The paired maps of the eastern third of the country clearly show a Democratic advance in New England and adjacent areas in New York. A number of counties in northern and central Virginia also turned blue, as did a few in central North Carolina. South Carolina also has a few more blue counties, generally the result of enhanced turnout in the Black community. Northern Ohio also tended in the Democratic direction, although the opposite tendency occurred in southeastern Ohio, which is part of the central Appalachian region that has exhibited the most pronounced red shift. Similar Republican gains were made across Tennessee and in northern Alabama. A movement to the Republican side is also evident in rural counties in the northern reaches of Michigan’s lower peninsula, while a few urban counties in Indiana contrastingly moved in the Democratic direction.

The central third of the U.S. exhibits the strongest pattern of regional differentiation, with the southern half of the area trending Republican and the northern half trending Democratic. Illinois is itself spilt by this divide; note that the northern half of the state, and especially the Chicago suburbs, shifted blue between 2000 and 2012, whereas the southern half shows a red shift. The strongest move to the Republican Party on this map occurred in Oklahoma and Arkansas. In the northern Great Plains, in contrast, a handful of rural, predominantly White counties moved into the Democratic camp. Texas, however, deviates from this north/south pattern, exhibiting instead a rural/urban divide. Note that the few rural counties in Texas that voted for Gore in 2000 (outside of the heavily Hispanic south) supported Romney in 2012. Yet over the same period, the urban counties of Bexar (San Antonio), Travis (Austin), Harris (Houston), and Dallas (Dallas) all moved in the opposite direction, although only Travis gave a substantial margin of its votes to Obama.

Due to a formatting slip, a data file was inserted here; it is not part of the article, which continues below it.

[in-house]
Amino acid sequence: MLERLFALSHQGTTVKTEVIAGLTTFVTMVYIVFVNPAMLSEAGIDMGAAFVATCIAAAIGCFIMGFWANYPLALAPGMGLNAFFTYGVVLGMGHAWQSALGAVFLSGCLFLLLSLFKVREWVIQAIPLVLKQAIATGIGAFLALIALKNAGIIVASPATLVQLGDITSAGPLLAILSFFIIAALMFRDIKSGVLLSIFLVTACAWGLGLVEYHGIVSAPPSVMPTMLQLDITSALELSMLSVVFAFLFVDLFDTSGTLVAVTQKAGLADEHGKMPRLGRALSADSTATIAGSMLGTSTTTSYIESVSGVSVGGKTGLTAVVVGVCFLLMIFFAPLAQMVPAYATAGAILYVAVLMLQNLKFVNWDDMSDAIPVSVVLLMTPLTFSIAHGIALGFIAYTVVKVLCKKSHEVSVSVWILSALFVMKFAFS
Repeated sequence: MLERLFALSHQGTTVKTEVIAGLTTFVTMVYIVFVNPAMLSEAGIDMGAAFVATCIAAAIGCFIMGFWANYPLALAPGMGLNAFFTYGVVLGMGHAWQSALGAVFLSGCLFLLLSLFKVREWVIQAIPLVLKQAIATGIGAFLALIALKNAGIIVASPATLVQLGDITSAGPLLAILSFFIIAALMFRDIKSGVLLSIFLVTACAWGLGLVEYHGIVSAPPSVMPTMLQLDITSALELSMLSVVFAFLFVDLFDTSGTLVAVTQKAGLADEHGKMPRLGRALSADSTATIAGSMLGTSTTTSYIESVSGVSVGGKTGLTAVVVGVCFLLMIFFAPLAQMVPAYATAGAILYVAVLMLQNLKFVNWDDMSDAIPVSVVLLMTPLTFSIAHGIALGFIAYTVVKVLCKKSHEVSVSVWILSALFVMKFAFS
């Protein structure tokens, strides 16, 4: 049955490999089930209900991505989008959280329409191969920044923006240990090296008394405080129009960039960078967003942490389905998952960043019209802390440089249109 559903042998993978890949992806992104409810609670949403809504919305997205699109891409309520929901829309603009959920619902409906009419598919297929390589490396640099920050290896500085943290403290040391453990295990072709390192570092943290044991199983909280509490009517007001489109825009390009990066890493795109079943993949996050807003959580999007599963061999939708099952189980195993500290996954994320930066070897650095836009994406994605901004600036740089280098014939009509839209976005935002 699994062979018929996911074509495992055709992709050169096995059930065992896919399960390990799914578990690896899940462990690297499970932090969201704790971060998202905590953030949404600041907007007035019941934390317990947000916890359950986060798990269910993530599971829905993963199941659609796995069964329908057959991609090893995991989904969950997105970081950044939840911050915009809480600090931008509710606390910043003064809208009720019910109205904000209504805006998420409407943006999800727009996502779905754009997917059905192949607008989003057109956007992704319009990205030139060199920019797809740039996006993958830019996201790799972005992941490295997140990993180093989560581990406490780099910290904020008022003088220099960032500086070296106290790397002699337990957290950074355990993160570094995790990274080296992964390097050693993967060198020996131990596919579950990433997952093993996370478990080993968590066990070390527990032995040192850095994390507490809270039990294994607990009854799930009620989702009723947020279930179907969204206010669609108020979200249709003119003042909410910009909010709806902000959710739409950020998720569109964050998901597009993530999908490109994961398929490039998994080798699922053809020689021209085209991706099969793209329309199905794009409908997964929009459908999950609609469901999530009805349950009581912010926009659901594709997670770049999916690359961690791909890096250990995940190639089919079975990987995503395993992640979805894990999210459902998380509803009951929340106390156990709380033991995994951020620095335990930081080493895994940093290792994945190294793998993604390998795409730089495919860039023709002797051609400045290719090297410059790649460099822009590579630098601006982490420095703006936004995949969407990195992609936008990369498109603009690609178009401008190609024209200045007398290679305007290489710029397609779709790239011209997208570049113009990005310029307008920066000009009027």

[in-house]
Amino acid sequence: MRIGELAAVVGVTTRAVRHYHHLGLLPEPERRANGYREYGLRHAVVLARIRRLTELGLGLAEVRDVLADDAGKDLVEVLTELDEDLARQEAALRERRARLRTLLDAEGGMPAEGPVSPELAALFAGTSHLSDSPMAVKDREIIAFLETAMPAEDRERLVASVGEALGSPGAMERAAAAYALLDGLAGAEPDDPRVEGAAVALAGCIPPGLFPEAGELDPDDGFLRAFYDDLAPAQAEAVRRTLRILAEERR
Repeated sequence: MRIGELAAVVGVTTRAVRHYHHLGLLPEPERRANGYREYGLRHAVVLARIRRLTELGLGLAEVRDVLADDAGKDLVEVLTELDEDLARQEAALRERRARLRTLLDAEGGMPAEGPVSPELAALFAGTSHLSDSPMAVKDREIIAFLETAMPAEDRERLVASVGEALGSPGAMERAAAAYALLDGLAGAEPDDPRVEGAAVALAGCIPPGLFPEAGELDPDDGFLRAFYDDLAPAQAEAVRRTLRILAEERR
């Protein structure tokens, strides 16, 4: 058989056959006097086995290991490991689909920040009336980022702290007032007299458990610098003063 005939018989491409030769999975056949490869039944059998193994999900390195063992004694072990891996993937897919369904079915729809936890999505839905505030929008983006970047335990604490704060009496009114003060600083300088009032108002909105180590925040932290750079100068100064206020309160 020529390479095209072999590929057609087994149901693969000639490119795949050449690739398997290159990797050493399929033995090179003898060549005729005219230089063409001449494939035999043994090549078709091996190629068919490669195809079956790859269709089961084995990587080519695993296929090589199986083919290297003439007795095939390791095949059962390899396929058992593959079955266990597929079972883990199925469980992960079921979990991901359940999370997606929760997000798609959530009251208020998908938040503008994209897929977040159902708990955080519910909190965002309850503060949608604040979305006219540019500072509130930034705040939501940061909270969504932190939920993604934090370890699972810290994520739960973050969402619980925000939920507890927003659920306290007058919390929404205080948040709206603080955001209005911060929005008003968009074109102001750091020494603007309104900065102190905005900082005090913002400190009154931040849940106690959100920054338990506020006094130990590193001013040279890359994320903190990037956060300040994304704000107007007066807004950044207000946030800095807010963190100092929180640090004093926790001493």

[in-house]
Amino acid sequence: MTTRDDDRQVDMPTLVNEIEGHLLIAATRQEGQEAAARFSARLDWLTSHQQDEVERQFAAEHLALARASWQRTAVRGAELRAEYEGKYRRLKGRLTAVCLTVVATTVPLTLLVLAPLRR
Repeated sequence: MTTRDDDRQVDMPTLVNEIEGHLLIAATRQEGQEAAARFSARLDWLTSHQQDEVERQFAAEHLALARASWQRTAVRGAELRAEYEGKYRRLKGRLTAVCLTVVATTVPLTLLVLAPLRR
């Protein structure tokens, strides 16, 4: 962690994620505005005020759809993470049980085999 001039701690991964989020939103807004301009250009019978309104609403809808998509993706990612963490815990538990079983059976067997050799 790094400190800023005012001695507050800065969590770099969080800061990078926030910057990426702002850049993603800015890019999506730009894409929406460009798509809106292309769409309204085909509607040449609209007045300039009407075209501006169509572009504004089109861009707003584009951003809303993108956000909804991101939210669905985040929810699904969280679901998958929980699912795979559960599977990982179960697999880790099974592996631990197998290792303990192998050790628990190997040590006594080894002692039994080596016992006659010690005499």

In the western third of the U.S., the shift at the county level from 2000 to 2012 was entirely in the Democratic direction, although most of the region remains solidly Republican. In the non-metropolitan parts of the region, most blue-trending counties can be explained by such factors as migration by people from blue states seeking natural amenities (Teton County, Wyoming), or the presence of universities with large student populations (Missoula County, Montana). The two rural counties in north-central Montana that have turned blue (Blaine and Hill) both have substantial American Indian populations.

Andrew Sullivan and several other commentators have argued that the Republican Party is increasingly keyed to the American South, and in particular to the old Confederacy. The map analysis provided above indicates a tendency in this direction, but only a relatively slight one. As Karen Cox recently argued in the New York Times, the conservatism of the South is often exaggerated, as many of its urban counties continue to support Democratic candidates—although it is notable that only ten percent of Whites in Alabama voted for Obama. At the same time, in the North many counties remain staunchly Republican. In central Pennsylvania, only semi-metropolitan Dauphin County (Harrisburg) gave a majority of its votes to Obama; most counties in this region overwhelmingly supported Mitt Romney. Even Centre County, home of the massive Pennsylvania State University, is colored red, albeit in the lightest shade of the color possible (Romney took the country by twenty votes, out of some 67,000 cast).